On September 30, the military representative in the constituent assembly Mohamed al-Assar said that removing military trials for civilians from the constitution would “undermine the army’s status.”

He offered a compromise, which was rejected, of making Article 174 more explicit to state that civilians would be referred to military trials only if they were charged with “assaulting military property.”

The Constituent Assembly Position

On September 25, Mohamed Salmawy, committee spokesman, said that the committee is leaning towards to prohibiting military trials. However, to date, the Constituent Assembly remains divided on the issue. In addition to the position to refer civilians to military trials when charged with assaulting military property, some support the No to Military Trials and are completely opposed to civilians being tried in military tribunals. Others argue that Article 174 should remain exactly as is, while another group believes that the issue should not be addressed by the constitution at all, and rather should be left to the law.

During a meeting with the No to Military Trials group, some members of the rights and freedoms sub-committee made the same suggestion offered by Assar – that only civilians charged with assaulting military institutions or vehicles should be referred to a military tribunal. The No to Military Trials group rejected the proposal.

The loose definition of ‘military property,’ has been criticized, as this could encompass buildings that are part of the military economic empire – hotels, bakeries, factories and more. Committee member Gaber Nassar has suggested including explicit wording such as ‘combat units’ in the article.

During that session, members of the committee expressed concern over the “exceptional circumstances” Egypt is currently going through and felt that it justified the need for the use of military trials.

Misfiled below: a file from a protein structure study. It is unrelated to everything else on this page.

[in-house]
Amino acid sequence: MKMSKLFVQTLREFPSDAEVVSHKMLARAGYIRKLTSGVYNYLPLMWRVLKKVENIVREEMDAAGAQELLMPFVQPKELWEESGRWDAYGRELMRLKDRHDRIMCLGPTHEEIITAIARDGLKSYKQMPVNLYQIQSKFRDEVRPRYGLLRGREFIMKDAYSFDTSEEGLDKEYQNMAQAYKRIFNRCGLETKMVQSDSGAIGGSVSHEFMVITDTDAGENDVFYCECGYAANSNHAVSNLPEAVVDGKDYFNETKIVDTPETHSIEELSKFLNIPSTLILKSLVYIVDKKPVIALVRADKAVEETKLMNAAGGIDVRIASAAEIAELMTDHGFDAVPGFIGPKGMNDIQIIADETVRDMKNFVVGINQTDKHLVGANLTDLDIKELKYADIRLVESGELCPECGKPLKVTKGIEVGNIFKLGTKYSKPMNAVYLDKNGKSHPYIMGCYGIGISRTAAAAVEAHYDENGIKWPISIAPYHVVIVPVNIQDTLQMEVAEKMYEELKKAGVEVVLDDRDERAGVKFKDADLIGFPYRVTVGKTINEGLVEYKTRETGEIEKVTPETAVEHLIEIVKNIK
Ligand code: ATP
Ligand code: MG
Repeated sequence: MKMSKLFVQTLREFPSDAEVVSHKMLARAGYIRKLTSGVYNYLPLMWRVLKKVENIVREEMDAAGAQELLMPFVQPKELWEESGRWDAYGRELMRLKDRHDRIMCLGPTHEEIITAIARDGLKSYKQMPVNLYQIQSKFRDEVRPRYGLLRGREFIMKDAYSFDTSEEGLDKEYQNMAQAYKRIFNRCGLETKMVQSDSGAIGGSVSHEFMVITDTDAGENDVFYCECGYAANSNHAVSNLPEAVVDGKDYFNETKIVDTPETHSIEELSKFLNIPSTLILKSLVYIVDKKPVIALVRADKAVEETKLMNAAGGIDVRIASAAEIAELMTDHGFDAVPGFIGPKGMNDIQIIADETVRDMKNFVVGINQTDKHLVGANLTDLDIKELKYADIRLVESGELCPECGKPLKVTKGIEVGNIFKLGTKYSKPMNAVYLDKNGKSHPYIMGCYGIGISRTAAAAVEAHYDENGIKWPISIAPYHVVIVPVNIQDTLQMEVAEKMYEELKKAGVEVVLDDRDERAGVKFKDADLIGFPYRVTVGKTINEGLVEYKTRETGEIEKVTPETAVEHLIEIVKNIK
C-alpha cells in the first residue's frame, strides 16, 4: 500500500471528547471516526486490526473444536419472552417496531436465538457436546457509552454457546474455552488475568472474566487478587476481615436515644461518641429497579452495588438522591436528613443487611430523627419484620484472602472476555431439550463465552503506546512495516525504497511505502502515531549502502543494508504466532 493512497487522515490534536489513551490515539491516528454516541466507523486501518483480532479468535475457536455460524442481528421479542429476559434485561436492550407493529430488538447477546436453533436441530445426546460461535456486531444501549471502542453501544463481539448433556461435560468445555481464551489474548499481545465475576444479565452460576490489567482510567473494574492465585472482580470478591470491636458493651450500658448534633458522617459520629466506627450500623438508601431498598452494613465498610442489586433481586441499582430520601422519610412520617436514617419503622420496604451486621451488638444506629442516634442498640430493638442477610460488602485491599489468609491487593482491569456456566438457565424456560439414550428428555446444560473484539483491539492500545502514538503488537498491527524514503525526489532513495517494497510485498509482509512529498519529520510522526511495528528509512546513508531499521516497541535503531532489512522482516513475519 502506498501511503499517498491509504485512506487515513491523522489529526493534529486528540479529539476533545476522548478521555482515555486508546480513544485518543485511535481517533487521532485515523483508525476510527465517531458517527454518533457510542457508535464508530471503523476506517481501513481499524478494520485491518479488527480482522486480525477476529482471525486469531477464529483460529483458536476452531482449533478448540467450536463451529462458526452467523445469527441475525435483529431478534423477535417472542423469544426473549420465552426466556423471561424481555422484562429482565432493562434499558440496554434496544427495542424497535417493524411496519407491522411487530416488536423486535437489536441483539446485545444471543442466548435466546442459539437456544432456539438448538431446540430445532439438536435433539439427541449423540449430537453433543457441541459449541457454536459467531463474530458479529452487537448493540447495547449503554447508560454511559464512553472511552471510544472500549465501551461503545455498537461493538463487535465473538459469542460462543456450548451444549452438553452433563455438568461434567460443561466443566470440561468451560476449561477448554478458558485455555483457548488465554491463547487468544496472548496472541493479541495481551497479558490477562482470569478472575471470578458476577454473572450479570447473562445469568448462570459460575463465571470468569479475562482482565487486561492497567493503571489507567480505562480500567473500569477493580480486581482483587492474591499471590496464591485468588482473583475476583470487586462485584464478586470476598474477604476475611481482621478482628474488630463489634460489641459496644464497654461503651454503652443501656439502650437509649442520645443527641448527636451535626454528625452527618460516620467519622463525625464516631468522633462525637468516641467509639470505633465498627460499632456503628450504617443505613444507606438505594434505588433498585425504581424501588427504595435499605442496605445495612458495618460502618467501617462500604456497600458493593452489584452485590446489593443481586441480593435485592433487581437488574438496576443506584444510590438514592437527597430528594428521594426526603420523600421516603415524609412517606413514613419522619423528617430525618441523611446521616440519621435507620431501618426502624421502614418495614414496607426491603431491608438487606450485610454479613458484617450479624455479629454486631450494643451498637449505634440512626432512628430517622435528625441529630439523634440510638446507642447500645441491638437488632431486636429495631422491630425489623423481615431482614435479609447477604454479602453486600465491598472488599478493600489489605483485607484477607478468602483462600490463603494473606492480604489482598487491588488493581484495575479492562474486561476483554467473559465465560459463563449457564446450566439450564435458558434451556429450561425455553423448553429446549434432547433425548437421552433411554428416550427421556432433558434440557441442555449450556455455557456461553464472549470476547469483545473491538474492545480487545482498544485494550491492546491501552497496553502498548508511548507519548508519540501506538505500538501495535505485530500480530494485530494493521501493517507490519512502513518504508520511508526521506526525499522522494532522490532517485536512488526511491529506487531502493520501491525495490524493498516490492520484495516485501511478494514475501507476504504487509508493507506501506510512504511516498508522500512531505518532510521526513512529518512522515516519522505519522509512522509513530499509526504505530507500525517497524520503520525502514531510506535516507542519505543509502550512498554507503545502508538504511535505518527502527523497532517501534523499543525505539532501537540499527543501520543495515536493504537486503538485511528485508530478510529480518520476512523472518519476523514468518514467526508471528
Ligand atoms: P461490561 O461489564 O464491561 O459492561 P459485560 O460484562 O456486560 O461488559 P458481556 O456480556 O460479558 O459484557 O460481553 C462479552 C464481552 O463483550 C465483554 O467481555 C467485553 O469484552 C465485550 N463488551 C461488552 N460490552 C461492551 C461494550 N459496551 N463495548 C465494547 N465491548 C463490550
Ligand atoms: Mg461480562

Due to the continued deadlock, committee head Amr Moussa has proposed forming a sub-committee to discuss this issue.

Tamarod’s Position

Tamarod has been a vocal participant in the discussion surrounding military trials. Hassan Shahin, a founding member of the group, expressed his opposition to trying civilians in military courts. He did, however, add that the penal code should be amended to all speedy civilian trials for those who threaten national security, referencing trials of former Mubarak regime members as an example.  

Founding member Mahmoud Badr, who is one of four youth representatives in the constituent assembly, however recently argued that banning military trials for civilians should not “come at the expense of army’s prestige,” echoing members of the armed forces in the constituent assembly.

Defense Minister and Military Budget

The section on the Armed Forces in the amended constitution contains three articles.

Article 170 is identical to the 2012 wording:

Article 171 on the appointment of the minister of defense adds the condition of approval by the Supreme Council of the Armed Forces.

Mohamed al-Assar has defended this wording, saying that if the judiciary has the right to choose its leader, the same right should be afforded to the armed forces.

Article 172 is identical to the 2012 wording:

Article 173 on the National Defense Council is almost identical, removing only from its members the Shura Council representative (as the Shura Council as a whole was removed from the ten-member committee’s amended draft), and adding the explicit wording that the armed forces budget is incorporated in the state budget as a single figure. This maintains the existing secrecy the military has over its budget.

Related Experts: Nancy Messieh

Image: Photo: Johanna Loock